LIME is a dynamic programming language with a LISP-like syntax. It features partial function application, eager and lazy evaluation, call-by-value and call-by-reference, macros, reading/writing LIME code as data, a standard library including infinite streams, and an interactive mode with auto-indentation.
Funky is an embeddable functional programming language. It is stable, fast, and small. It includes all four dialects in a single DLL, which without optimization isless than 140 K. It can be embedded into an existing C++ application in minutes. The syntax is heavily borrowed from Lisp, because of its simplicity.
Paragent is a Web-based tool for IT administrators that provides a unified service for hardware and software inventory, alerting, remote desktop, and help desk functions. It delivers these tools in an easy-to-use interface, with one-click access and site-wide built-in advanced search capabilities. It is a combination of applications, including Lisp-based servers collecting data, C++ agents on the client machines, and Java tools for the remote desktop component. Paragent runs on Linux servers and supports Windows clients.
fbsql aims to ease the use of Firebird and Interbase databases by providing clean client libraries for different languages. The raw Firebird/Interbase API is very awkward and hard to work with, while fbsql is easy and straightforward, like the sqlite and MySQL APIs. Currently C and Lisp are supported. fbsql uses IBPP, a C++ Interbase/Firebird API for its implementation. It's basically just a thin wrapper around IBPP to make it accessible in C.
Modell (Modular Extension Lisp Language) is an object-oriented, modular variant of the LISP programming language, specially suitable for embedding in applications using a C++ API. It is implemented as a C++ library (libmodell) and a command-line interactive interpreter for testing and rapid development, and includes modules for diverse tasks such as math, strings processing, interaction with the operating system, and others.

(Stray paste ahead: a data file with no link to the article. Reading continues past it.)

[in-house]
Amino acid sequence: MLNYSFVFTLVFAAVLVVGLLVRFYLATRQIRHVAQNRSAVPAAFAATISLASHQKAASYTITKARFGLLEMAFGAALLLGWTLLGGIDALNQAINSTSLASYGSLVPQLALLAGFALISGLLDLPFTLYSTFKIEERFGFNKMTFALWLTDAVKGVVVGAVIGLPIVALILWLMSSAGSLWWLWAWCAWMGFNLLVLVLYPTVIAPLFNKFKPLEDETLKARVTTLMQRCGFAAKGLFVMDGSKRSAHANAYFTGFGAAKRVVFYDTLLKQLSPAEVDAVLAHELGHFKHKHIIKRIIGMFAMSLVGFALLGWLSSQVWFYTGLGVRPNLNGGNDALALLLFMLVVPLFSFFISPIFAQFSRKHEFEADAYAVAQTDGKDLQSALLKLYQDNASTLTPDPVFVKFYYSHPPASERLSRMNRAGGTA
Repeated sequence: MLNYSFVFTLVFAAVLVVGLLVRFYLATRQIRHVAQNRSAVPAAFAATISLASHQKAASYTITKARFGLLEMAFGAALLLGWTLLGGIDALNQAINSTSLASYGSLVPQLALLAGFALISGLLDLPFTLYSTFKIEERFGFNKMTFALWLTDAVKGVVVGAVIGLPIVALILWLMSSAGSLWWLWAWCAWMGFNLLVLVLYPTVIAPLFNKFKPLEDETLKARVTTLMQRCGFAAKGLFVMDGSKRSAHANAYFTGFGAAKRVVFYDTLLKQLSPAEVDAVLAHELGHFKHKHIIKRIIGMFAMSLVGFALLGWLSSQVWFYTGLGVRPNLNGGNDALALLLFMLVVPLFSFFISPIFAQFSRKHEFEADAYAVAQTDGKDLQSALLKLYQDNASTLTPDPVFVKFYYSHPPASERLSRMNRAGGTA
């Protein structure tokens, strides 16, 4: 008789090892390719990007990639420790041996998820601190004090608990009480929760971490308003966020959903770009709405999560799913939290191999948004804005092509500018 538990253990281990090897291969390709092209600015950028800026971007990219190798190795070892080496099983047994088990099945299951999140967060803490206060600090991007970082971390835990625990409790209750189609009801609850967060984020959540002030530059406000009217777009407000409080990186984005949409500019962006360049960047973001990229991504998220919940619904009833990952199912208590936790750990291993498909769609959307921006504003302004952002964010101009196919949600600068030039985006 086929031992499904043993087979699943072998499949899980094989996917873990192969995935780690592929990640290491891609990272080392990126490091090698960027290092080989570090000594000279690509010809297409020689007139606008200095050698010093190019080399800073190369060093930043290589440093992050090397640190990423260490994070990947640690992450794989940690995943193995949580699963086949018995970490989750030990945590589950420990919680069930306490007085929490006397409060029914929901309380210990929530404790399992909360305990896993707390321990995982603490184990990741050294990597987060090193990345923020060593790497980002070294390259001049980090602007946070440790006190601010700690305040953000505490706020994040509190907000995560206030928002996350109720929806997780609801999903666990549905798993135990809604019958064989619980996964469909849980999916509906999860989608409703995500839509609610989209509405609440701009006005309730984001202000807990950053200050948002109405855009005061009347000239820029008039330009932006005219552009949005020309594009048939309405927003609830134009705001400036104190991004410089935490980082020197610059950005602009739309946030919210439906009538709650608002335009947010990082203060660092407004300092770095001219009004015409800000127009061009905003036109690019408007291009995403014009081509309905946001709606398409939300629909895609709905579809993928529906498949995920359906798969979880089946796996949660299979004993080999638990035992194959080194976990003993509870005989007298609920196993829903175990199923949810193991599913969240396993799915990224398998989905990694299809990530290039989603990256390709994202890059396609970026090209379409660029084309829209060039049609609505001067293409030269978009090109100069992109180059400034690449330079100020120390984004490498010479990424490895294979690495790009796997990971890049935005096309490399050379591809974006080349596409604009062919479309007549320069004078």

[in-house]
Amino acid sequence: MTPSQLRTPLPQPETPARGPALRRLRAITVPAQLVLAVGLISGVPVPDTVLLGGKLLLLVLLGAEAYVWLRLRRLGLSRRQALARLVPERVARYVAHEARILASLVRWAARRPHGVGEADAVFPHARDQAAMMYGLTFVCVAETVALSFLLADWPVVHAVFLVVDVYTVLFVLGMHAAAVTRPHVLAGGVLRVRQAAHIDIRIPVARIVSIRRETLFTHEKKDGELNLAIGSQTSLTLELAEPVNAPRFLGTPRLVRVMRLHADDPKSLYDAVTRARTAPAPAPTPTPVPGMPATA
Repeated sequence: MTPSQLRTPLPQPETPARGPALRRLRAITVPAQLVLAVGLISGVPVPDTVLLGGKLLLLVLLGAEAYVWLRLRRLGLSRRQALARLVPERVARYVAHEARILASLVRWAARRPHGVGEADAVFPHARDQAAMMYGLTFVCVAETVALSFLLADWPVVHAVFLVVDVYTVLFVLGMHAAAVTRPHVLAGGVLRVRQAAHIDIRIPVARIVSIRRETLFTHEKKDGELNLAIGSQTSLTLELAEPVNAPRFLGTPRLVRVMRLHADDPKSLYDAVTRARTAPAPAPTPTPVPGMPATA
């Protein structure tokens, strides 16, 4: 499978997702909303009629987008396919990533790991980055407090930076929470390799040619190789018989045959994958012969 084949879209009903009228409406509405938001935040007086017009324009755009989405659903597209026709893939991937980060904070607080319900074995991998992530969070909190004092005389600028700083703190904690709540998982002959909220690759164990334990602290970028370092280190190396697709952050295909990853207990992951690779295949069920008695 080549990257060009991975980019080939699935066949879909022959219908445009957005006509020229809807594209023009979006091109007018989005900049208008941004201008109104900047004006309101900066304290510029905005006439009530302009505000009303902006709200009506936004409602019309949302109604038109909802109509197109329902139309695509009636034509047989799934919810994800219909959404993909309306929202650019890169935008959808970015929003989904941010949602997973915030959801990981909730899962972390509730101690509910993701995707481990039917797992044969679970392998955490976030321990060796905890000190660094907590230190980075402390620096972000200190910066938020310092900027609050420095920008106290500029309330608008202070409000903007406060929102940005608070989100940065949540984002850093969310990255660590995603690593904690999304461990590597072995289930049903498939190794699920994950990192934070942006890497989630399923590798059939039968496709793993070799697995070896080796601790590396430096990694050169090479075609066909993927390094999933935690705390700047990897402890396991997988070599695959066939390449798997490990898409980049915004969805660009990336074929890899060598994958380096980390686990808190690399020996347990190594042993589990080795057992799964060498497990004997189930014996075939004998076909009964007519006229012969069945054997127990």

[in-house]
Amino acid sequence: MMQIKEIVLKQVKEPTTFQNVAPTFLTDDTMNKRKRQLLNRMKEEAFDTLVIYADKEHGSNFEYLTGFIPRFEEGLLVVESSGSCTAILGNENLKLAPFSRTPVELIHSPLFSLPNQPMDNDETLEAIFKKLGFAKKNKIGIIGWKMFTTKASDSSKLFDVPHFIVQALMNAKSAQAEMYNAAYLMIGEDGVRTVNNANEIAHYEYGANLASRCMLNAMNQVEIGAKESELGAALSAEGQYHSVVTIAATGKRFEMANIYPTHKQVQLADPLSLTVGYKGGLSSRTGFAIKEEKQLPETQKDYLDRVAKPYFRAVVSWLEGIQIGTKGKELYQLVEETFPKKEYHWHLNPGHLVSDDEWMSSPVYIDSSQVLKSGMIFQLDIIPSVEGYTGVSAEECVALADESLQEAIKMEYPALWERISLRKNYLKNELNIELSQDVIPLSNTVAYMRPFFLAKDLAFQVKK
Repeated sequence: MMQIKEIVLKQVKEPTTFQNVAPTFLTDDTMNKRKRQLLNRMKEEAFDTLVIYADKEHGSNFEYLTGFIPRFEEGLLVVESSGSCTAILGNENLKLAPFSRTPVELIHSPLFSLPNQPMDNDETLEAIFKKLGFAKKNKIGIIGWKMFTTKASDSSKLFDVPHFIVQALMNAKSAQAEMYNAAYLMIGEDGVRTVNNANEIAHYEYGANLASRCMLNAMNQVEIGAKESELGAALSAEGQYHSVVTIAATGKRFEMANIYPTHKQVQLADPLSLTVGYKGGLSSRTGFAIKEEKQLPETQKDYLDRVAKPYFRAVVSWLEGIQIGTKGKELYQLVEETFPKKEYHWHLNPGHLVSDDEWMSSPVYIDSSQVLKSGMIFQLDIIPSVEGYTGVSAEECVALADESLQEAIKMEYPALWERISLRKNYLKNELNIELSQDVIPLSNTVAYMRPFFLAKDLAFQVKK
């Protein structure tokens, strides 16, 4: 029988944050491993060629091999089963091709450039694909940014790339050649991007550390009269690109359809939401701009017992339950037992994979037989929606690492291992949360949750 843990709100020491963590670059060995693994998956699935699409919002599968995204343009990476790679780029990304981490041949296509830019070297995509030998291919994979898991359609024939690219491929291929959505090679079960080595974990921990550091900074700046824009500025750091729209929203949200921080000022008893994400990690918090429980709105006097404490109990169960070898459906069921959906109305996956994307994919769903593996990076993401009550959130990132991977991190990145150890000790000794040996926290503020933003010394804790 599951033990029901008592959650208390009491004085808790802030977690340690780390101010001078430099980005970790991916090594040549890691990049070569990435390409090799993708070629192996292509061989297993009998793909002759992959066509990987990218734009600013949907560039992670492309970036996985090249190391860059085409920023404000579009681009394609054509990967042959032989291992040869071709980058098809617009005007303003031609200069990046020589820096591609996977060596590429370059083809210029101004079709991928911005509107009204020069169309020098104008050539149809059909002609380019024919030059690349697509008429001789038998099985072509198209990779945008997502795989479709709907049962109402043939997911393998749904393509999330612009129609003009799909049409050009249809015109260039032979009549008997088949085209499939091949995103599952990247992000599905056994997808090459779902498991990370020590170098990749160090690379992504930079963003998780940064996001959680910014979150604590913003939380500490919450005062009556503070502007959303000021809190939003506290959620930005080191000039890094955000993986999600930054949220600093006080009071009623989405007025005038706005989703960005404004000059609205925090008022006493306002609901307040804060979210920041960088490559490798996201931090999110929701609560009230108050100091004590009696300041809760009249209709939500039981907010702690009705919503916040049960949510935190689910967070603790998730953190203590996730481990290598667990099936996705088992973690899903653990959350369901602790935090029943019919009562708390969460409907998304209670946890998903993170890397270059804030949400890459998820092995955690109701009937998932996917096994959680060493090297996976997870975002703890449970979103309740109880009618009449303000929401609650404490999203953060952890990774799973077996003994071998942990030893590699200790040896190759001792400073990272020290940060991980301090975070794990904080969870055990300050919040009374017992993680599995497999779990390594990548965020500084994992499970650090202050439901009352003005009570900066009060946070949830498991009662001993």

InteLib is a library of C++ classes that lets you do Lisp/Scheme programming within your C++ programs, even without any additional preprocessing, without all those calling conventions. You can write code that is accepted by a C++ compiler while thinking in a "Lisp/Scheme mode", and the code you write will look much like Lisp/Scheme code, although it will be pure C++.
ECB is a source code browser for (x)emacs. It displays a couple of windows that can be used to browse directories, files, and file contents like methods and variables. It supports source code parsing for languages like Java, C, C++, Elisp, Scheme, Perl, TeX, LaTeX, etc. In addition, it offers an (optional) permanent "compile window" at the bottom of the emacs frame, which is used to display all help and compile output. The rest of the frame is called the "edit area", which can be divided into several edit windows that are used for editing the sources. Deleting some of the edit windows neither destroys the compile window nor the browsing windows. It requires the CEDET suite.
ACDK is a development framework with a similar target of Microsoft's .NET or Sun's ONE platform, but it uses C++ as a core implementation language. It implements the standard library packages, including acdk::lang, acdk::lang::reflect, acdk::util, acdk::io, acdk::text (including regexpr), acdk::net, acdk::sql, acdk::xml, and more. Flexible allocator/garbage collection, threading, and Unicode are implemented in the core of ACDK. Extensions make C++ objects available for reflection, serialization, aspect-oriented class attributes, and [D]ynamic [M] ethod [I]nvocation. This DMI acts as an universal object oriented call interface to connect C++ with scripting languages (Java, Perl, Tcl, Python, Lisp, Visual Basic, and VBScript) and standard component technologies (CORBA and COM).